The British science historian James Burke once wrote, “If you don’t know where you’ve come from, you don’t know where you are.” To tell the story of where we are in the treatment of people with cancer and how we got there, ASCO launched an ambitious history project in 2011 with a new website, CancerProgress.Net (http://www.cancerprogress.net/).
CancerProgress.Net is a resource for anyone with an interest in the progress that has been made and continues to be made against cancer. The site demonstrates the significant progress that has been made in cancer treatment, diagnosis, detection, and prevention in the past 50 years—within the lifetimes of many current ASCO members, some of whom have taken part in creating this history. Yet it also demonstrates that much work remains to be done in reducing cancer incidence and mortality.
“Clinical research has played a major part in the advances in the last few decades in cancer treatment,” said Robert Sticca, MD, of University of North Dakota School of Medicine and Health Sciences and an executive editor of CancerProgress.Net. “Without the research funded through national cooperative group trials, I don’t think we would have made many of the advances we’ve made.”
The central feature of the site is an interactive timeline of major milestones in cancer treatment, prevention, and detection, covering 17 different cancer types. Three cancer timelines were added to the site in 2012: liver, stomach, and head and neck cancer. The new timelines were curated by CancerProgress.Net specialty editors Ghassan K. Abou-Alfa, MD, of Memorial Sloan-Kettering Cancer Center (liver); David H. Ilson, MD, PhD, of Memorial Sloan-Kettering (stomach); and Everett E. Vokes, MD, of University of Chicago (head and neck).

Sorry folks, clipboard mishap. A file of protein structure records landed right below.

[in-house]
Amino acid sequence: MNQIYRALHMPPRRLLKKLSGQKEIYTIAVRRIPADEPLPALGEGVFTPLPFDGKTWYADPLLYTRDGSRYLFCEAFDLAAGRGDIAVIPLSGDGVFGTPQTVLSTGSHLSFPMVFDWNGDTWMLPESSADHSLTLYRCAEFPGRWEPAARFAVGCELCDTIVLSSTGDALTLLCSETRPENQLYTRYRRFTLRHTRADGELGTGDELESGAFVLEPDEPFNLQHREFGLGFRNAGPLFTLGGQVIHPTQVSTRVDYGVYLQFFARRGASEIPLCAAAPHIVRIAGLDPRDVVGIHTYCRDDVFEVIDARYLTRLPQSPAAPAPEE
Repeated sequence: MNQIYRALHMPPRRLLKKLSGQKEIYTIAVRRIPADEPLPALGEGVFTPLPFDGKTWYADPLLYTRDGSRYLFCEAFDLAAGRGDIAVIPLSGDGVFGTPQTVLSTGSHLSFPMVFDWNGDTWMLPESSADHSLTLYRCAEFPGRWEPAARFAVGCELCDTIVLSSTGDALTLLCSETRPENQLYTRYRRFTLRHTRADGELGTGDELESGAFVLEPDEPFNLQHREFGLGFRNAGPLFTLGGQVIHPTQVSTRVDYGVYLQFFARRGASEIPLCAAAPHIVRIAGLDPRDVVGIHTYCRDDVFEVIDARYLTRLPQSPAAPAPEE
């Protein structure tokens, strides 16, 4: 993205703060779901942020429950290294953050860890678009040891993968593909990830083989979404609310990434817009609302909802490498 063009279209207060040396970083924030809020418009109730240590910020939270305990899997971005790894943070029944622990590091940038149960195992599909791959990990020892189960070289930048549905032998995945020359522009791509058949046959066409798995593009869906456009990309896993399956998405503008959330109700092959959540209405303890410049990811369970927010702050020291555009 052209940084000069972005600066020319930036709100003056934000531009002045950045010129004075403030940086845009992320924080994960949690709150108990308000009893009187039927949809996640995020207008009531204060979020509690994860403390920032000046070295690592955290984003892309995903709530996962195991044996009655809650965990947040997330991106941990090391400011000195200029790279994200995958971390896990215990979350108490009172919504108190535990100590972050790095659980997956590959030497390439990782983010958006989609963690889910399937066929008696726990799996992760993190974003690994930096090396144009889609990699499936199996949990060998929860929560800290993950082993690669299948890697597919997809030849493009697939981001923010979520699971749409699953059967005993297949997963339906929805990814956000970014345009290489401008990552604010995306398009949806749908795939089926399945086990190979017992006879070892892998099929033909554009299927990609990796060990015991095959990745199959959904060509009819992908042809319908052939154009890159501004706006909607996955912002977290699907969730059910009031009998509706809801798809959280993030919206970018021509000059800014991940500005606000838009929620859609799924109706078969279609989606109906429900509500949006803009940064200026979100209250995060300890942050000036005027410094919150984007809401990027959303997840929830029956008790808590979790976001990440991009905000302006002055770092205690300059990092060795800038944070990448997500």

Last December, ASCO added a new section to CancerProgress.Net dedicated to the most important clinical cancer advances from the past year, based on ASCO’s annual Clinical Cancer Advances report. The report complements ASCO’s Blueprint for Accelerating Progress Against Cancer, also featured on the site, which lays out ASCO’s vision for a revitalized research system that delivers more effective and personalized cancer therapies, faster.
The site was recently expanded to feature the voices of patients and advocates, who speak to the value of cancer research and the specific and personal impact it has had in their lives. These compelling video interviews have become instantly popular. The site also includes video interviews with oncologists that help bring the story of cancer research progress alive.
“CancerProgress.Net is an engaging resource providing an overview of how far we’ve come in the past several decades, and the important work we have left to do,” said Howard Sandler, MD, of Cedars-Sinai Medical Center and an executive editor of CancerProgress.Net. “The story of this progress shows just how urgent it is that we continue the momentum with sustained public and private support for clinical cancer research.”
To help users delve even more deeply into the progress made in recent decades, the site editors last year added links to primary research articles associated with the advances chronicled on the interactive website. In addition, visitors can use the site’s data visualizer to examine cancer statistics.
ASCO created CancerProgress.Net to mark the 40th anniversary of the National Cancer Act of 1971, which led to major new investments in cancer research and significant increases in cancer survival. ■
© 2013. American Society of Clinical Oncology. All rights reserved.